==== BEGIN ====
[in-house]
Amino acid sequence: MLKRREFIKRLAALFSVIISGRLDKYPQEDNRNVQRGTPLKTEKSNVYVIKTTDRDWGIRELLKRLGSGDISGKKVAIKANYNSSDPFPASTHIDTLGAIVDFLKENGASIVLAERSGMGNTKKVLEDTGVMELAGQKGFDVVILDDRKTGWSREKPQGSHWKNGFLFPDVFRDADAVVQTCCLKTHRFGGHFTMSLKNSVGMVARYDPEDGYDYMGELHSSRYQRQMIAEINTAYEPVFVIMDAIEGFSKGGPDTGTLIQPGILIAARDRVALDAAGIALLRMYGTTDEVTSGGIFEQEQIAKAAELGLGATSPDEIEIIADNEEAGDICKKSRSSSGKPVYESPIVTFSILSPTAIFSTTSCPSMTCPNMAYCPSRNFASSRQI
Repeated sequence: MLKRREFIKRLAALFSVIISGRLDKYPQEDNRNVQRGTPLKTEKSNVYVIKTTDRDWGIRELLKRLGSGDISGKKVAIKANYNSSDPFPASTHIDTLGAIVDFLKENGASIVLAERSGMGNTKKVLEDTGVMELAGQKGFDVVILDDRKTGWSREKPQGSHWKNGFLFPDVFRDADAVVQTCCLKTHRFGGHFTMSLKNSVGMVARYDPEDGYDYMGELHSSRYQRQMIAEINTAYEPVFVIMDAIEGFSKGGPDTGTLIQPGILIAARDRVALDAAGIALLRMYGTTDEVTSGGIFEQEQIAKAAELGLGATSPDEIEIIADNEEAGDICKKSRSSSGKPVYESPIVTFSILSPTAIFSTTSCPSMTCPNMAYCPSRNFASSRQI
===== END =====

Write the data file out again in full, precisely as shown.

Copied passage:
[in-house]
Amino acid sequence: MLKRREFIKRLAALFSVIISGRLDKYPQEDNRNVQRGTPLKTEKSNVYVIKTTDRDWGIRELLKRLGSGDISGKKVAIKANYNSSDPFPASTHIDTLGAIVDFLKENGASIVLAERSGMGNTKKVLEDTGVMELAGQKGFDVVILDDRKTGWSREKPQGSHWKNGFLFPDVFRDADAVVQTCCLKTHRFGGHFTMSLKNSVGMVARYDPEDGYDYMGELHSSRYQRQMIAEINTAYEPVFVIMDAIEGFSKGGPDTGTLIQPGILIAARDRVALDAAGIALLRMYGTTDEVTSGGIFEQEQIAKAAELGLGATSPDEIEIIADNEEAGDICKKSRSSSGKPVYESPIVTFSILSPTAIFSTTSCPSMTCPNMAYCPSRNFASSRQI
Repeated sequence: MLKRREFIKRLAALFSVIISGRLDKYPQEDNRNVQRGTPLKTEKSNVYVIKTTDRDWGIRELLKRLGSGDISGKKVAIKANYNSSDPFPASTHIDTLGAIVDFLKENGASIVLAERSGMGNTKKVLEDTGVMELAGQKGFDVVILDDRKTGWSREKPQGSHWKNGFLFPDVFRDADAVVQTCCLKTHRFGGHFTMSLKNSVGMVARYDPEDGYDYMGELHSSRYQRQMIAEINTAYEPVFVIMDAIEGFSKGGPDTGTLIQPGILIAARDRVALDAAGIALLRMYGTTDEVTSGGIFEQEQIAKAAELGLGATSPDEIEIIADNEEAGDICKKSRSSSGKPVYESPIVTFSILSPTAIFSTTSCPSMTCPNMAYCPSRNFASSRQI